Manuel Gómez Cruz Active in Los Angeles, California, 1970s–1990s *Barrio Flag* [*La bandera del barrio*], 1996 Screenprint Gift of Gilberto Cárdenas, 2017 Artists frequently draw inspiration from cultural icons and everyday life in the United States. Manuel Gómez Cruz is considered by his peers to be the godfather of the Chicano Art Movement due to his involvement with community arts organizations from the 1970s, well into the 1990s, when he made prints at Self Help. His *Barrio Flag*, an image that he first featured as part of a large mural on East Cesar Chavez Avenue in 1994, includes an eagle—a simultaneous reference to the flags of the United States, Mexico, and the United Farm Workers labor union. A banner hangs beneath the bird’s talons with the phrase “Barrios United is Peace & Power,” suggesting the artist’s belief in the importance of the American "barrio" to the development of Latinx artists.

    Gilbert “Magu” Luján French Camp, California, 1940 – Los Angeles, California, 2011 *Cruising Turtle Island* [*Paseando por la Isla Tortuga*], 1986 Screenprint Gift of Gilberto Cárdenas, 2017 In *Cruising Turtle Island*, Gilbert Luján—a member of Los Four, a foundational art collective in Los Angeles—explores the concept of Aztlán, the ancestral home of the Aztecs and the spiritual home of the Chicanx community. Many Indigenous groups in North America believed the world was suspended on the back of a mythic turtle. Activists defending Indigenous rights began calling the Americas “TurtleIsland.” Luján imagines this place as an enclave with Mesoamerican- style temples in the shape of howling dogs and an ancient warrior driving a low-rider car crowned by Quetzalcoatl, the feathered serpent god.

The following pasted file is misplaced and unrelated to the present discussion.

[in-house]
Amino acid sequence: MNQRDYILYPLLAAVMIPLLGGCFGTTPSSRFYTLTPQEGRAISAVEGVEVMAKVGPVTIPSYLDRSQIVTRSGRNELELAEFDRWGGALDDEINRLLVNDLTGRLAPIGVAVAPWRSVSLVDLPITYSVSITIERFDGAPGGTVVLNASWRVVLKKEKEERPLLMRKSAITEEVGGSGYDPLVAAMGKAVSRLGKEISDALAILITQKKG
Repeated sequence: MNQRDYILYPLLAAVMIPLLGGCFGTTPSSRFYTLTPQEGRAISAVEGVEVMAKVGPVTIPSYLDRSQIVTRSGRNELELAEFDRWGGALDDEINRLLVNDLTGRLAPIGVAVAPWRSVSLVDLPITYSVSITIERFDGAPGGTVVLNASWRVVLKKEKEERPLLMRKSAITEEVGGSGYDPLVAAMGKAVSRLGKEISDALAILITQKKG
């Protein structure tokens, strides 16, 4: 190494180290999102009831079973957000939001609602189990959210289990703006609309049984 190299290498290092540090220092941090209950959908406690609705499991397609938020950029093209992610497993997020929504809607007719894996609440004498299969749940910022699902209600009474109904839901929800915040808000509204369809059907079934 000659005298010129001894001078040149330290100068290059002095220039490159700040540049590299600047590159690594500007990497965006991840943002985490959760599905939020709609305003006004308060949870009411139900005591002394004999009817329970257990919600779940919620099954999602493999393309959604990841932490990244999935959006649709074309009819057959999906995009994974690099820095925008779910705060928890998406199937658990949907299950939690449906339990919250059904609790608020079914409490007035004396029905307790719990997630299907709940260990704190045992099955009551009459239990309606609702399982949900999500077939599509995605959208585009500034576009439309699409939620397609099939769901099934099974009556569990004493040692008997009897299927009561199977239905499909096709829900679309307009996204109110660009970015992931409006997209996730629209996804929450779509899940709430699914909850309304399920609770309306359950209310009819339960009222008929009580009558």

Tony Ortega Santa Fe, New Mexico, 1958 – Denver, Colorado, present *Los de abajo* [*The Underdogs*], 1993 Screenprint Gift of Gilberto Cárdenas, 2017 In *Los de abajo*, Tony Ortega depicts migrant workers and the integrity of their labor, affirming the important work they do for our society. The print is titled after a famous 1929 novel by Mexican writer Mariano Azuela about the experience of a group of peasants during the Mexican Revolution. In recent years, Atelier participants have continued to create prints that respond to displacement, harsh immigration policies, and endangered civil rights.

    John M. Valadez Los Angeles, California, 1951 – present *Untitled* [*Sin Título*], 1985 Screenprint Known for his painting and pastel work, John Valadez depicts the Chicanx experience through photorealist representations of people from East L.A. An unusual print for Valadez in its abstract style, this untitled work shows groups of individuals conversing, fighting, and running. The suited male figure printed in blue and yellow gestures to his empty pant pockets, turned inside-out, as though to demonstrate his lack of cash. This dynamic and colorful silkscreen print exemplifies the most typically used technique at Self Help Graphics. Silkscreen printing, also called serigraphy, involves transferring images to a mesh through a photo-emulsion process. The printer rolls the ink to fill the permeable areas produced by this method. Several screens are created for each color ink resulting in a multi-layered work like Valadez’s. Gift of Gilberto Cárdenas, 2017

    Contructing Identit... Photo 1229_gpr Photo 1217_gpr